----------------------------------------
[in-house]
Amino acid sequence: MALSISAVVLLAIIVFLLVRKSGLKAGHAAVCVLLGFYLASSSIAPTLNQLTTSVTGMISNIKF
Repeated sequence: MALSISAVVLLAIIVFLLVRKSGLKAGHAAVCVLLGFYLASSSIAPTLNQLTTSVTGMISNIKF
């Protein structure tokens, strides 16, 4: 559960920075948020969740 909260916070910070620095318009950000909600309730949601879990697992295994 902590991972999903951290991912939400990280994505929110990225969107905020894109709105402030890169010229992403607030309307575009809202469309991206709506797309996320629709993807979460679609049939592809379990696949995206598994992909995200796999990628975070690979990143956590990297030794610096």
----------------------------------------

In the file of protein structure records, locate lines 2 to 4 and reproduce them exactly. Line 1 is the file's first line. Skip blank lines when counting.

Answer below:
Amino acid sequence: MALSISAVVLLAIIVFLLVRKSGLKAGHAAVCVLLGFYLASSSIAPTLNQLTTSVTGMISNIKF
Repeated sequence: MALSISAVVLLAIIVFLLVRKSGLKAGHAAVCVLLGFYLASSSIAPTLNQLTTSVTGMISNIKF
């Protein structure tokens, strides 16, 4: 559960920075948020969740 909260916070910070620095318009950000909600309730949601879990697992295994 902590991972999903951290991912939400990280994505929110990225969107905020894109709105402030890169010229992403607030309307575009809202469309991206709506797309996320629709993807979460679609049939592809379990696949995206598994992909995200796999990628975070690979990143956590990297030794610096």